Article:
In a further embodiment for example the second representation 7 (FIG. 4) comprises two different motifs which are disposed in side-by-side relationship and do not overlap. The two motifs are to be visible from different viewing directions. In that case it is possible for both motifs to be disposed in the surface portions 4 which are associated with the grid areas of the second representation. The parameters of the relief structures of the first motif and those of the second motif are then different and can be established independently of each other. The same solution can also be used in relation to more than two motifs which do not overlap.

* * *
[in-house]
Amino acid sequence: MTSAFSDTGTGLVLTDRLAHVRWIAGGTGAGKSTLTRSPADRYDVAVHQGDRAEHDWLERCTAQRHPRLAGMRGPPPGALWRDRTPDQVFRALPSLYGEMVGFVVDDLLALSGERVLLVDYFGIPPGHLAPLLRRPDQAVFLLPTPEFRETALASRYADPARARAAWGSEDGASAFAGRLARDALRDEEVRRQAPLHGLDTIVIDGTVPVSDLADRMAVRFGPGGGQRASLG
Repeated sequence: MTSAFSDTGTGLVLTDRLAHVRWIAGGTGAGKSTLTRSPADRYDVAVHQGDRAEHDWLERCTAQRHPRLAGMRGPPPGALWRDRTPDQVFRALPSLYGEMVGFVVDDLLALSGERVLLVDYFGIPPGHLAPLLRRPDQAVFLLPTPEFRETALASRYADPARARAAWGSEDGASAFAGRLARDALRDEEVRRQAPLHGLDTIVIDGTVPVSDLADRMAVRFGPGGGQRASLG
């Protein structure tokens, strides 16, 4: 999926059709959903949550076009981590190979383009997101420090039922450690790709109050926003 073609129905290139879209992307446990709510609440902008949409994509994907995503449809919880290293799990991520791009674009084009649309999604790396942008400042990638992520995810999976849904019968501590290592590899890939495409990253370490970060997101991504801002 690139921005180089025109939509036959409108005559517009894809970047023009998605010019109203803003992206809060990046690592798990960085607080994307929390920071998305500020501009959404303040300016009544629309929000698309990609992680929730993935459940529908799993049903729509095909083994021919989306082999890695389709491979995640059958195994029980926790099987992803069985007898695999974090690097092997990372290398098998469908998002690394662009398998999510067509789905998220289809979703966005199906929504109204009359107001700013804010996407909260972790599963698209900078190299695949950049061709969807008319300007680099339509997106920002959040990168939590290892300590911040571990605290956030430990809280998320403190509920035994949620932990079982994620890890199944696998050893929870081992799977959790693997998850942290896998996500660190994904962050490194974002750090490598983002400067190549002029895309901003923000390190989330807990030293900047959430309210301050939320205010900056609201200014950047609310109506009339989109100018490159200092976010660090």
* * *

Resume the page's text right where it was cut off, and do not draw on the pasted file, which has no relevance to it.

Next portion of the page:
In addition for example the surface portion 4 associated with a dark grid area of the second representation 7 (FIG. 4) may contain the same relief structure as the adjacent surface portion 3 (FIG. 3) which is associated with a light grid area of the first representation 6. That makes it possible to increase the brightness of the corresponding grid area of the representation 6. That way of enhancing brightness is possible within the limits defined by the graphic contours of the representations 6, 7.